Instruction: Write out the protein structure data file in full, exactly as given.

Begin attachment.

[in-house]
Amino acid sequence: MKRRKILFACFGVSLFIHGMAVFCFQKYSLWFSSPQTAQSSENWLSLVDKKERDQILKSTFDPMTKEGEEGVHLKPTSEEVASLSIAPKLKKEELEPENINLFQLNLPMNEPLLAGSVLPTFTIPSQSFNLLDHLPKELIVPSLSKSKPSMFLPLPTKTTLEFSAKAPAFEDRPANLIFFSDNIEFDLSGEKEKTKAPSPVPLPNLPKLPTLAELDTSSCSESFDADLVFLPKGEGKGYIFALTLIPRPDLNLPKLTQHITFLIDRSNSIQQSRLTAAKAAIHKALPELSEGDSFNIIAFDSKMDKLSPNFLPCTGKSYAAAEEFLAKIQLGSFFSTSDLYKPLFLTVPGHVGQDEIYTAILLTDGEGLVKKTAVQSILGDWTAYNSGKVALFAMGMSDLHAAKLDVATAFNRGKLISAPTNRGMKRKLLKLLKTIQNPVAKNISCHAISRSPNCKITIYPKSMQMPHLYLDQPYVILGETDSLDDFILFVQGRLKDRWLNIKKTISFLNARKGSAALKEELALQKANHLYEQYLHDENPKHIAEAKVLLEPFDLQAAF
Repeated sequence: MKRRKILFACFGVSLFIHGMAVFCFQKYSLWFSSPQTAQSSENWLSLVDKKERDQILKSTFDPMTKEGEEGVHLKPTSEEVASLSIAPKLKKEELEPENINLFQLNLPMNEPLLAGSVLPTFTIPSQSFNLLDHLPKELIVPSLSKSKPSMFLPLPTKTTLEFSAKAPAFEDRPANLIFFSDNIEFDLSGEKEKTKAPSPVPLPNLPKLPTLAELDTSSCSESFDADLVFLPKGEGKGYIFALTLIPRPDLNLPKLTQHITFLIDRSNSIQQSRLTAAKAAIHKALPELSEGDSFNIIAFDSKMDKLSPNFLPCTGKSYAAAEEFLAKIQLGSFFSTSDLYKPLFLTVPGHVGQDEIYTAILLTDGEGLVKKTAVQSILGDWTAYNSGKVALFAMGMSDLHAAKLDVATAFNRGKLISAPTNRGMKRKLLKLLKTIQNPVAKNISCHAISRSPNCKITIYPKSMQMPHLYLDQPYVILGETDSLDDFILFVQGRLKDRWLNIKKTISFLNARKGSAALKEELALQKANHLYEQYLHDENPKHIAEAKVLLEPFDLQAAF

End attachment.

[in-house]
Amino acid sequence: MKRRKILFACFGVSLFIHGMAVFCFQKYSLWFSSPQTAQSSENWLSLVDKKERDQILKSTFDPMTKEGEEGVHLKPTSEEVASLSIAPKLKKEELEPENINLFQLNLPMNEPLLAGSVLPTFTIPSQSFNLLDHLPKELIVPSLSKSKPSMFLPLPTKTTLEFSAKAPAFEDRPANLIFFSDNIEFDLSGEKEKTKAPSPVPLPNLPKLPTLAELDTSSCSESFDADLVFLPKGEGKGYIFALTLIPRPDLNLPKLTQHITFLIDRSNSIQQSRLTAAKAAIHKALPELSEGDSFNIIAFDSKMDKLSPNFLPCTGKSYAAAEEFLAKIQLGSFFSTSDLYKPLFLTVPGHVGQDEIYTAILLTDGEGLVKKTAVQSILGDWTAYNSGKVALFAMGMSDLHAAKLDVATAFNRGKLISAPTNRGMKRKLLKLLKTIQNPVAKNISCHAISRSPNCKITIYPKSMQMPHLYLDQPYVILGETDSLDDFILFVQGRLKDRWLNIKKTISFLNARKGSAALKEELALQKANHLYEQYLHDENPKHIAEAKVLLEPFDLQAAF
Repeated sequence: MKRRKILFACFGVSLFIHGMAVFCFQKYSLWFSSPQTAQSSENWLSLVDKKERDQILKSTFDPMTKEGEEGVHLKPTSEEVASLSIAPKLKKEELEPENINLFQLNLPMNEPLLAGSVLPTFTIPSQSFNLLDHLPKELIVPSLSKSKPSMFLPLPTKTTLEFSAKAPAFEDRPANLIFFSDNIEFDLSGEKEKTKAPSPVPLPNLPKLPTLAELDTSSCSESFDADLVFLPKGEGKGYIFALTLIPRPDLNLPKLTQHITFLIDRSNSIQQSRLTAAKAAIHKALPELSEGDSFNIIAFDSKMDKLSPNFLPCTGKSYAAAEEFLAKIQLGSFFSTSDLYKPLFLTVPGHVGQDEIYTAILLTDGEGLVKKTAVQSILGDWTAYNSGKVALFAMGMSDLHAAKLDVATAFNRGKLISAPTNRGMKRKLLKLLKTIQNPVAKNISCHAISRSPNCKITIYPKSMQMPHLYLDQPYVILGETDSLDDFILFVQGRLKDRWLNIKKTISFLNARKGSAALKEELALQKANHLYEQYLHDENPKHIAEAKVLLEPFDLQAAF